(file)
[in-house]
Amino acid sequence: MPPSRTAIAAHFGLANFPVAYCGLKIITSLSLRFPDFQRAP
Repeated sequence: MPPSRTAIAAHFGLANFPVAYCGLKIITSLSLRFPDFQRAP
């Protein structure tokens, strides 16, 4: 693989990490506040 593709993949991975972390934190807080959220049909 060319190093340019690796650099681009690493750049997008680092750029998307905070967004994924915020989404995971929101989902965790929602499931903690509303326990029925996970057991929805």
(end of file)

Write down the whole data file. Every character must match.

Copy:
[in-house]
Amino acid sequence: MPPSRTAIAAHFGLANFPVAYCGLKIITSLSLRFPDFQRAP
Repeated sequence: MPPSRTAIAAHFGLANFPVAYCGLKIITSLSLRFPDFQRAP
């Protein structure tokens, strides 16, 4: 693989990490506040 593709993949991975972390934190807080959220049909 060319190093340019690796650099681009690493750049997008680092750029998307905070967004994924915020989404995971929101989902965790929602499931903690509303326990029925996970057991929805």